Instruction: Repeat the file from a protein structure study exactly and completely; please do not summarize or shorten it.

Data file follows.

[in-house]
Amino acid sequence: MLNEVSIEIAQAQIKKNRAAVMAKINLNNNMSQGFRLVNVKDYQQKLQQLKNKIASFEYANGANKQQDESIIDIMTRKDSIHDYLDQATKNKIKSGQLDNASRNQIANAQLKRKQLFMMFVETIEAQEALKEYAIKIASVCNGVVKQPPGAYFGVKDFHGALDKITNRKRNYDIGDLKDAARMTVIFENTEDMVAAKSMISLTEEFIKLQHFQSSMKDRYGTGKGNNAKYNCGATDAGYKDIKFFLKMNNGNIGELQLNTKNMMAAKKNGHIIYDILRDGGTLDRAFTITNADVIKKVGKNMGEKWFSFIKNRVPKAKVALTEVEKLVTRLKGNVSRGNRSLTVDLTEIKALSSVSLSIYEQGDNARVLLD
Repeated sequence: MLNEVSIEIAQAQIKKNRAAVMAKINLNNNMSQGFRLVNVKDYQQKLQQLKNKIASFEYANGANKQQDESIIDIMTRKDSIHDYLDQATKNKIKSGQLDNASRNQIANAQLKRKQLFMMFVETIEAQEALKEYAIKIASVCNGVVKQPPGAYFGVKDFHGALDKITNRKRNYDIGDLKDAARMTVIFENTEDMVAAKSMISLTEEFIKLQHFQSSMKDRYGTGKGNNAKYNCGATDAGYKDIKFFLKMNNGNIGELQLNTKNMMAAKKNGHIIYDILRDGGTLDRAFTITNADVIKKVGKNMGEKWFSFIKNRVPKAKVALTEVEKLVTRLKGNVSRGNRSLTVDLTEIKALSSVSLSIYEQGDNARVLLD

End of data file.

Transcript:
[in-house]
Amino acid sequence: MLNEVSIEIAQAQIKKNRAAVMAKINLNNNMSQGFRLVNVKDYQQKLQQLKNKIASFEYANGANKQQDESIIDIMTRKDSIHDYLDQATKNKIKSGQLDNASRNQIANAQLKRKQLFMMFVETIEAQEALKEYAIKIASVCNGVVKQPPGAYFGVKDFHGALDKITNRKRNYDIGDLKDAARMTVIFENTEDMVAAKSMISLTEEFIKLQHFQSSMKDRYGTGKGNNAKYNCGATDAGYKDIKFFLKMNNGNIGELQLNTKNMMAAKKNGHIIYDILRDGGTLDRAFTITNADVIKKVGKNMGEKWFSFIKNRVPKAKVALTEVEKLVTRLKGNVSRGNRSLTVDLTEIKALSSVSLSIYEQGDNARVLLD
Repeated sequence: MLNEVSIEIAQAQIKKNRAAVMAKINLNNNMSQGFRLVNVKDYQQKLQQLKNKIASFEYANGANKQQDESIIDIMTRKDSIHDYLDQATKNKIKSGQLDNASRNQIANAQLKRKQLFMMFVETIEAQEALKEYAIKIASVCNGVVKQPPGAYFGVKDFHGALDKITNRKRNYDIGDLKDAARMTVIFENTEDMVAAKSMISLTEEFIKLQHFQSSMKDRYGTGKGNNAKYNCGATDAGYKDIKFFLKMNNGNIGELQLNTKNMMAAKKNGHIIYDILRDGGTLDRAFTITNADVIKKVGKNMGEKWFSFIKNRVPKAKVALTEVEKLVTRLKGNVSRGNRSLTVDLTEIKALSSVSLSIYEQGDNARVLLD